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First trimester screening for trisomy 18 by a combination of nuchal translucency thickness and epigenetic marker level
J Genet Med 2017;14:1-7
Published online June 30, 2017;  https://doi.org/10.5734/JGM.2017.14.1.1
© 2017 Korean Society of Medical Genetics.

Da Eun Lee1, Shin Young Kim1, Hyun Jin Kim1, So Yeon Park1, Min Hyoung Kim2, You Jung Han2, and Hyun Mee Ryu1,2,*

1Laboratory of Medical Genetics, Medical Research Institute, Cheil General Hospital and Women’s Healthcare Center, Seoul, Korea,
2Department of Obstetrics and Gynecology, Cheil General Hospital and Women’s Healthcare Center, Dankook University College of Medicine, Seoul, Korea
Hyun Mee Ryu, M.D., Ph.D. Department of Obstetrics and Gynecology, Cheil General Hospital and Women’s Healthcare Center, Dankook University College of Medicine, 23 Toegye-ro 46-gil, Jung-gu, Seoul 04619, Korea. Tel: +82-2-2000-7175, Fax: +82-2-2278-4574, E-mail: hmryu@yahoo.com
Received May 8, 2017; Revised June 14, 2017; Accepted June 14, 2017.
cc This is an open-access article distributed under the terms of the Creative Commons Attribution Non-Commercial License (http://creativecommons.org/licenses/by-nc/4.0/) which permits unrestricted non-commercial use, distribution, and reproduction in any medium, provided the original work is properly cited.
Abstract

Purpose:

The aim of this study was to assess the diagnostic efficacy of noninvasive prenatal screening for trisomy 18 by assessing the levels of unmethylated-maspin (U-maspin) and fetal nuchal translucency (NT) thickness during the first trimester of pregnancy.

Materials and Methods:

A nested case-control study was conducted using maternal plasma samples collected from 65 pregnant women carrying 11 fetuses with trisomy 18 and 54 normal fetuses. We compared the U-maspin levels, NT thicknesses, or a combination of both in the first trimester between the case and control groups.

Results:

U-maspin levels and NT thickness were significantly elevated in the first trimester in pregnant women carrying fetuses with trisomy 18 when compared to those carrying normal fetuses (27.2 vs. 6.6 copies/mL, P<0.001 for U-maspin; 5.9 vs. 2.0 mm, P<0.001 for NT). The sensitivities of the U-maspin levels and NT thickness in prenatal screening for fetal trisomy 18 were 90.9% and 90.9%, respectively, with a specificity of 98.1%. The combined U-maspin levels and NT thickness had a sensitivity of 100% in prenatal screening for fetal trisomy 18, with a specificity of 98.1%.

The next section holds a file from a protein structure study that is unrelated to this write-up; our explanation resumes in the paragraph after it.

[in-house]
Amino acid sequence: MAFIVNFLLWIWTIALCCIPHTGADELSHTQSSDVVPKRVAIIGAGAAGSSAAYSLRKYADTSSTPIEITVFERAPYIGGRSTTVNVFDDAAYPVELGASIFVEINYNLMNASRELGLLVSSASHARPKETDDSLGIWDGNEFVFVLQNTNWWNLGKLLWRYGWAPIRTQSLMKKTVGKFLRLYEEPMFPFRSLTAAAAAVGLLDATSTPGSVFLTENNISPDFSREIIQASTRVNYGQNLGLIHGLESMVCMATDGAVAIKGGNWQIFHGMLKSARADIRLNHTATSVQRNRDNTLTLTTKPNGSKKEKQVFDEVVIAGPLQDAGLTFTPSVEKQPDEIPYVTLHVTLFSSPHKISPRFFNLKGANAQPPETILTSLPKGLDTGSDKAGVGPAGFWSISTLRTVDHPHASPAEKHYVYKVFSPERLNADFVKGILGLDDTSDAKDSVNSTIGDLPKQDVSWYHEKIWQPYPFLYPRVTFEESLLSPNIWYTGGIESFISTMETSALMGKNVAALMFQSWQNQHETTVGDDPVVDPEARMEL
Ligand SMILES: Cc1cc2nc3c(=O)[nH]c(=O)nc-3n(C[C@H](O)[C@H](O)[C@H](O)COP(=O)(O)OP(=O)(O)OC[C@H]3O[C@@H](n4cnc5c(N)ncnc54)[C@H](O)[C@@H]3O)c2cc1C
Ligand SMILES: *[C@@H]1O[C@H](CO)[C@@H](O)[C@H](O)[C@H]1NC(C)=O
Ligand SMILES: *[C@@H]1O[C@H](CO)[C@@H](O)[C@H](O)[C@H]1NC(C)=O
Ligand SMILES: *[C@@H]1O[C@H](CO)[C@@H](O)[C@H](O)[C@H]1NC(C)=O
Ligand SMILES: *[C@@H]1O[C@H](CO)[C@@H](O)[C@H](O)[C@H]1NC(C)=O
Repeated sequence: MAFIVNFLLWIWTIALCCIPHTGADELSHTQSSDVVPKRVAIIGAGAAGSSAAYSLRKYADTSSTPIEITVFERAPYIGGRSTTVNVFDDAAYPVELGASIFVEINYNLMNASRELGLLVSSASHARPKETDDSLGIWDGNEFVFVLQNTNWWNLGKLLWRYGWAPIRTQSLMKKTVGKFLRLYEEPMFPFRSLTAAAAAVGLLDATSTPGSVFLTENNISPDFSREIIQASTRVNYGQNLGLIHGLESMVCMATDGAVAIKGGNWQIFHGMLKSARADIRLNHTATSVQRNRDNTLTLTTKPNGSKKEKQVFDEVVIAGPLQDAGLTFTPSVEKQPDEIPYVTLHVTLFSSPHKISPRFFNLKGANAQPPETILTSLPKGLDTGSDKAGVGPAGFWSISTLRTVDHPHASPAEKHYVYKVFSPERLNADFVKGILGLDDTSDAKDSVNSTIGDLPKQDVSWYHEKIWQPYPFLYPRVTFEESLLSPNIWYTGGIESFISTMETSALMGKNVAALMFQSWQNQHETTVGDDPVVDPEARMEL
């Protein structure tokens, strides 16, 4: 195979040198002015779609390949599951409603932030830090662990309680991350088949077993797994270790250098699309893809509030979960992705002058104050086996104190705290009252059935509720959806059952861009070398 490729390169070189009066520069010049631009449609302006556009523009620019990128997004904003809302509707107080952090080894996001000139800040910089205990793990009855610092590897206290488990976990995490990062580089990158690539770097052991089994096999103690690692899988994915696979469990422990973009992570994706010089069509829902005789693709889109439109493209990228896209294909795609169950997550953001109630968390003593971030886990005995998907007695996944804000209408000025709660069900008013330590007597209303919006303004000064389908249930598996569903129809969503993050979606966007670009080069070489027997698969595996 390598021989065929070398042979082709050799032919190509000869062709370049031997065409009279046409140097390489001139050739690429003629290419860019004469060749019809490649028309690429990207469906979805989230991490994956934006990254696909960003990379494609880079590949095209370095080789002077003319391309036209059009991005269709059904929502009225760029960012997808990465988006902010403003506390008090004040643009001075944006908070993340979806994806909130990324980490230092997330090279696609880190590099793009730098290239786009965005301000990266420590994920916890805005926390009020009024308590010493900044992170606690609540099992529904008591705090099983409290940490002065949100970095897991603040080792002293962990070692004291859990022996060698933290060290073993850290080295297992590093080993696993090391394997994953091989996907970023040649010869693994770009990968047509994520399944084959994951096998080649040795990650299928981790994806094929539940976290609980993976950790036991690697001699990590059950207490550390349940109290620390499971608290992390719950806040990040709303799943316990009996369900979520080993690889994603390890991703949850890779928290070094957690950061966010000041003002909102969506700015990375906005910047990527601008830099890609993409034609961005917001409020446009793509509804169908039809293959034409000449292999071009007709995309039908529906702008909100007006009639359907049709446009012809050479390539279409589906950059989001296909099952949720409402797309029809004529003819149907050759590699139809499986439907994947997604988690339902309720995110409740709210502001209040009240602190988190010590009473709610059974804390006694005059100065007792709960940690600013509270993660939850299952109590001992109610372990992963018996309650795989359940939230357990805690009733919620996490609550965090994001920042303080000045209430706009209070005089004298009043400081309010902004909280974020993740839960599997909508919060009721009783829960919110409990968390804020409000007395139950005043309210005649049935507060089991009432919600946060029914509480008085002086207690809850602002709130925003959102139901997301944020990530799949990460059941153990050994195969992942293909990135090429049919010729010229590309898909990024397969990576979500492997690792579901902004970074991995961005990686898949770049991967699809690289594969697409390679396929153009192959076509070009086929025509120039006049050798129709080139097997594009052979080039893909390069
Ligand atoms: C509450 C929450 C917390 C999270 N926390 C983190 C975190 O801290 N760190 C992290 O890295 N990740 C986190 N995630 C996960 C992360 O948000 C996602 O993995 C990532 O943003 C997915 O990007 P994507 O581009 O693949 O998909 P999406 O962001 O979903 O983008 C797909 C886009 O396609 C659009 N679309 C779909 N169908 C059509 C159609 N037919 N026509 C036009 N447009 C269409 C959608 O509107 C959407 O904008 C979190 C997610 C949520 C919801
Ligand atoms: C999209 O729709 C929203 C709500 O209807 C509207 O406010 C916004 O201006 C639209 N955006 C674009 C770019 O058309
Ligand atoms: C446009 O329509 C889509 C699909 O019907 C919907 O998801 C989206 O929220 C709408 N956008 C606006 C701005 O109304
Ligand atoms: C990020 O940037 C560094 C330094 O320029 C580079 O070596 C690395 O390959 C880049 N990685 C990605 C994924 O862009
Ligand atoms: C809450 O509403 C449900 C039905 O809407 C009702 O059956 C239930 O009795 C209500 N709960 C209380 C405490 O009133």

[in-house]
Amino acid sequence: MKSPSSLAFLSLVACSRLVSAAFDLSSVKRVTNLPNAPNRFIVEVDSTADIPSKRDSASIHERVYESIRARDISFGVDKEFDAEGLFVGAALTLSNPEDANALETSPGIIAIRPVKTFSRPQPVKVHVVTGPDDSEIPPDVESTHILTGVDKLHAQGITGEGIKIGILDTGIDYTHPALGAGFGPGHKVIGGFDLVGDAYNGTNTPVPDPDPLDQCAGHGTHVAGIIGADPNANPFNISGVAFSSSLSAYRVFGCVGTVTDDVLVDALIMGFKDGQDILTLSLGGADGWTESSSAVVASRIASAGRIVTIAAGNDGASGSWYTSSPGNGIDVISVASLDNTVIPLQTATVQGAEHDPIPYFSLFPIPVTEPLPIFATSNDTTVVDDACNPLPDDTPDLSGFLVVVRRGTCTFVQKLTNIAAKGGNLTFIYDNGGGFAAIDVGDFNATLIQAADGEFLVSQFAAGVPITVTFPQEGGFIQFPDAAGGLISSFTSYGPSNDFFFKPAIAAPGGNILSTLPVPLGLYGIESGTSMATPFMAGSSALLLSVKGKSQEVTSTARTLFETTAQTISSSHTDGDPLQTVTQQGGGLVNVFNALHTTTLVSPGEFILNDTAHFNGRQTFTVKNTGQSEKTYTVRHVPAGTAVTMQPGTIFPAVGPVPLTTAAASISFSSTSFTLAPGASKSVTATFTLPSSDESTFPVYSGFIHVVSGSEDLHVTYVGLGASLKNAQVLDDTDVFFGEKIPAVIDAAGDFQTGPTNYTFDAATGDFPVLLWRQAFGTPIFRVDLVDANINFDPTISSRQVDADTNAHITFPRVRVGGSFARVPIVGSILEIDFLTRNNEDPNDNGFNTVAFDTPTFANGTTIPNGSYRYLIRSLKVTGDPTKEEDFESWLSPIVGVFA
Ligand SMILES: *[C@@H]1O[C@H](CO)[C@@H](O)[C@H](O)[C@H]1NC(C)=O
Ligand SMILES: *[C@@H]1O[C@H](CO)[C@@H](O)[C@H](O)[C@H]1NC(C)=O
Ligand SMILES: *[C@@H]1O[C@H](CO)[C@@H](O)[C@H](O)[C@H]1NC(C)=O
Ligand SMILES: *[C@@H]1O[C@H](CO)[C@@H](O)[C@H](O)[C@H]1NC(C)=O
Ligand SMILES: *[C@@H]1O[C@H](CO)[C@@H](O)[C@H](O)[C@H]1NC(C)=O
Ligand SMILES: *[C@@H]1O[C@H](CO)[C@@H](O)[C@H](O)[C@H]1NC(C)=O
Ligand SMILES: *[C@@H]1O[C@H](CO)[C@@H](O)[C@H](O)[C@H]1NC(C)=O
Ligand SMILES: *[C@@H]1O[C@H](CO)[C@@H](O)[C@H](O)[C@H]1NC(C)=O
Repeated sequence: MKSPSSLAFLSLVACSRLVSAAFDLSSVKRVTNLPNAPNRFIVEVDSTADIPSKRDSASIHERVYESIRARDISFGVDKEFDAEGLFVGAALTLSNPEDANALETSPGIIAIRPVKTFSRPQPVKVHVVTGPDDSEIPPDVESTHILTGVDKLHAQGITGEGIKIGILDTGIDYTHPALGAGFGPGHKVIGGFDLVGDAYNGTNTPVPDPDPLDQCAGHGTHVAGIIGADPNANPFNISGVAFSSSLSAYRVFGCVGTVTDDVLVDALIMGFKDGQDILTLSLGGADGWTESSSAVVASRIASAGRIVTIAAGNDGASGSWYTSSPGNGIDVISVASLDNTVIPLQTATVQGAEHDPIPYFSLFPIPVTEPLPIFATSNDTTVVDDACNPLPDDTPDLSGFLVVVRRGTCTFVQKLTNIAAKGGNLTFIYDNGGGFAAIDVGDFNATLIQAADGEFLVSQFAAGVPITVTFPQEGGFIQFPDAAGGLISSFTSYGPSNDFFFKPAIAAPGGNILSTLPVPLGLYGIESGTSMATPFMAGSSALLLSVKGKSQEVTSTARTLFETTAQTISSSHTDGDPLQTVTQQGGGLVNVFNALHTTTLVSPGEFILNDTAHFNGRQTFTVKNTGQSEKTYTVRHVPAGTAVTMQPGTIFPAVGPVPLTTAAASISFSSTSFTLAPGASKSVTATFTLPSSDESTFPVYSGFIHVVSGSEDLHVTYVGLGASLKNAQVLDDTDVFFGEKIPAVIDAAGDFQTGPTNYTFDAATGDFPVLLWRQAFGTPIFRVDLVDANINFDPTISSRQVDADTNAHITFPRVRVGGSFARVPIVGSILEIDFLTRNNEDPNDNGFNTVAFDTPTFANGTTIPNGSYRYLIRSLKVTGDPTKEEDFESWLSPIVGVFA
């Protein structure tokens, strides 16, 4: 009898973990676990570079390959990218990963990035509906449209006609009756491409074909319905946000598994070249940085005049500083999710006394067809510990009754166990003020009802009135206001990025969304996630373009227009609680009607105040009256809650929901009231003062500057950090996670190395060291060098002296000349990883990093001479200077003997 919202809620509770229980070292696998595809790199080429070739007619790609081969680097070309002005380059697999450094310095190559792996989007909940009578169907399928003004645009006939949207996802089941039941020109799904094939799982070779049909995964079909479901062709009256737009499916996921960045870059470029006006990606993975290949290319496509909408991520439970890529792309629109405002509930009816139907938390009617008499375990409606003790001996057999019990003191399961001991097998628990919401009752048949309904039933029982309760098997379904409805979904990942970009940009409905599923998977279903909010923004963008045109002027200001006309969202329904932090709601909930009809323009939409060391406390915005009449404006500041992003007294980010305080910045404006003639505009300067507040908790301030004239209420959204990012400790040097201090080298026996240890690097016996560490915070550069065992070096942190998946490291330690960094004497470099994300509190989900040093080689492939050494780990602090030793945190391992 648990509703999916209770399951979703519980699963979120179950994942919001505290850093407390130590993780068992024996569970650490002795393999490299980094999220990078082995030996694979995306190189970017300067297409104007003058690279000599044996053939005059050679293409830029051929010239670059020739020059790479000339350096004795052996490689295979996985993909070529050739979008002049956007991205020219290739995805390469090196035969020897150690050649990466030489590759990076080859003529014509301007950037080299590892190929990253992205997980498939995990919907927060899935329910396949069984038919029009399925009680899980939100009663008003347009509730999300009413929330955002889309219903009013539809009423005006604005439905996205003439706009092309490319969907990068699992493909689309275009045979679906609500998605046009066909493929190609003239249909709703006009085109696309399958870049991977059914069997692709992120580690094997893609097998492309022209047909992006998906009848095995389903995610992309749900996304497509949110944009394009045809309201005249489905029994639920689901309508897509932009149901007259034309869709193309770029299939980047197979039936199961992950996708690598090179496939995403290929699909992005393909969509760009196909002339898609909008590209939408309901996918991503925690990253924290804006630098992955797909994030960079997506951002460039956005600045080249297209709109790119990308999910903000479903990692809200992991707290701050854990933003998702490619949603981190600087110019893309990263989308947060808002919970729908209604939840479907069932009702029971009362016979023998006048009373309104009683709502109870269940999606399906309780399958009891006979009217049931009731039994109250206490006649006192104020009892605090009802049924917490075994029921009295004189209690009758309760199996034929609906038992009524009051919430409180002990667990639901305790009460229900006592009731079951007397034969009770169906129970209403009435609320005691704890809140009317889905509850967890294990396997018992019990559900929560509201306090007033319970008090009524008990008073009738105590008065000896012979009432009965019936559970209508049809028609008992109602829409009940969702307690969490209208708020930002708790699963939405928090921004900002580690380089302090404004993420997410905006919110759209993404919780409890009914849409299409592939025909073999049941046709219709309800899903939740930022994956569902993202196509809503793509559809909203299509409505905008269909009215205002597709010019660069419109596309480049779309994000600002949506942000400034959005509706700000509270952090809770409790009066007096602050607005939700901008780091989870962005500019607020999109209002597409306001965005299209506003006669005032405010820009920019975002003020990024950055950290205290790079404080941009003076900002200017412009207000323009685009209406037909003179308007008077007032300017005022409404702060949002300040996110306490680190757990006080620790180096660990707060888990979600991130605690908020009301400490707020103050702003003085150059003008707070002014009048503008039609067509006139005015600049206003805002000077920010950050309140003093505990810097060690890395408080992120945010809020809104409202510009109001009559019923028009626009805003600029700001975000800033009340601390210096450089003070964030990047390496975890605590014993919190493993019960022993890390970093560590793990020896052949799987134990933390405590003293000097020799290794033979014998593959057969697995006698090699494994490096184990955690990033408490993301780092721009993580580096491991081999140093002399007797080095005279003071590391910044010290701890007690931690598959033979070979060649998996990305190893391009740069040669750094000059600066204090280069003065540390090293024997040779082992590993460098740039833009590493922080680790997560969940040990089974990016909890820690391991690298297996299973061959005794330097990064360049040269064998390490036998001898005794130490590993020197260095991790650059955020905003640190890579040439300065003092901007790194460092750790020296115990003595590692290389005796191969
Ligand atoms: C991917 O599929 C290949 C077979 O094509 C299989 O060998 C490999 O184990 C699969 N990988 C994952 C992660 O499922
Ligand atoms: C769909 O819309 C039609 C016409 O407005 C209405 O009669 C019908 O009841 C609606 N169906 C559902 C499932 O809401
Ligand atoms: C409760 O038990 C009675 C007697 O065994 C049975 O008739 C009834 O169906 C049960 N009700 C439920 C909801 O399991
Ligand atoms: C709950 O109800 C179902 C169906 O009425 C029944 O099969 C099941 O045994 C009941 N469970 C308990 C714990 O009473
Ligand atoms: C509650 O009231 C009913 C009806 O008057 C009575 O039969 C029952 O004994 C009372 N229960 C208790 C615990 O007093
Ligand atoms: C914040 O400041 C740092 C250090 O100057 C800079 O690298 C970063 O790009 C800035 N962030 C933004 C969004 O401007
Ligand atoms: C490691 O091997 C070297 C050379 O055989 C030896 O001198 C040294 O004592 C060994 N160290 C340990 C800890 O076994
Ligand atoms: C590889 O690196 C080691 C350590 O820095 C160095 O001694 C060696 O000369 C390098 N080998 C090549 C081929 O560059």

Conclusion:

A combination of U-maspin levels and NT thickness is highly efficacious for noninvasive prenatal screening of fetal trisomy 18 in the first trimester of pregnancy.

Keywords : Trisomy 18, First trimester combined screening, Noninvasive prenatal testing, Epigenetic marker, Nuchal translucency
Introduction

Trisomy 18 is caused by the presence of an extra copy of all or part of chromosome 18, and is the second most common autosomal trisomy with a prevalence of 1 in 6,000 pregnancies. It represents one-third of the chromosomal trisomies identified at 10 to 14 weeks of gestation [1]. Trisomy 18 is associated with severe disability and compromised survival, with at most 10% of the patients surviving to one year of age. Conventional screening for trisomy 18 has a detection rate of 92% with a false positive rate (FPR) of 2.1% [2]. However, a delay in screening until the second trimester means that decisions about invasive testing or therapeutic abortion of pregnancy must be deferred accordingly.

In prenatal screening, the fetal nuchal translucency (NT) thickness is the single most effective marker of trisomy 18 and other major chromosomal abnormalities. It appears as a subcutaneous accumulation of fluid behind the fetal neck in a sonogram. NT increases with gestational age, and the incidence of chromosomal abnormalities is related to increasing NT [3]. Increased NT is caused by cardiac failure secondary to structural malformations, abnormalities in the extracellular matrix, abnormal or delayed development of the lymphatic system, and fetal anemia or hypoproteinemia [4-7]. During the first trimester of pregnancy, NT has been widely used as a screening test for fetal aneuploidy either alone or in combination with serum markers [8]. The sensitivity of fetal NT measurements in detecting trisomy 18 is reported to range from 75% to 91% [9,10].

Recently, the quantification of fetal DNA by methylation-based DNA discrimination in maternal plasma has been used for noninvasive detection of fetal chromosomal aneuploidies, and promising results have been reported [11-13]. The gene maspin (serpin peptidase inhibitor, clade B [ovalbumin], member 5; SERPINB5) was first identified as a fetal-specific epigenetic marker in maternal plasma that allowed for the measurement of cell-free fetal DNA concentrations in pregnancy-associated disorders [14]. Furthermore, maspin is located on chromosome 18q21.33 and is hypomethylated in the placental (so-called, fetal) cell-free DNA, but completely methylated in the maternal component in cell-free DNA. The quantitative assessment of the placental unmethylated form, unmethylated-maspin (U-maspin) was applied to detect the overrepresentation of chromosome 18 in maternal plasma contributed by a trisomy 18 fetus [15].

The objective of this study was to evaluate the feasibility of prenatal screening for trisomy 18 using a combination of U-maspin levels and fetal NT thickness in the first trimester of pregnancy.

Materials and Methods

1. Ethics statement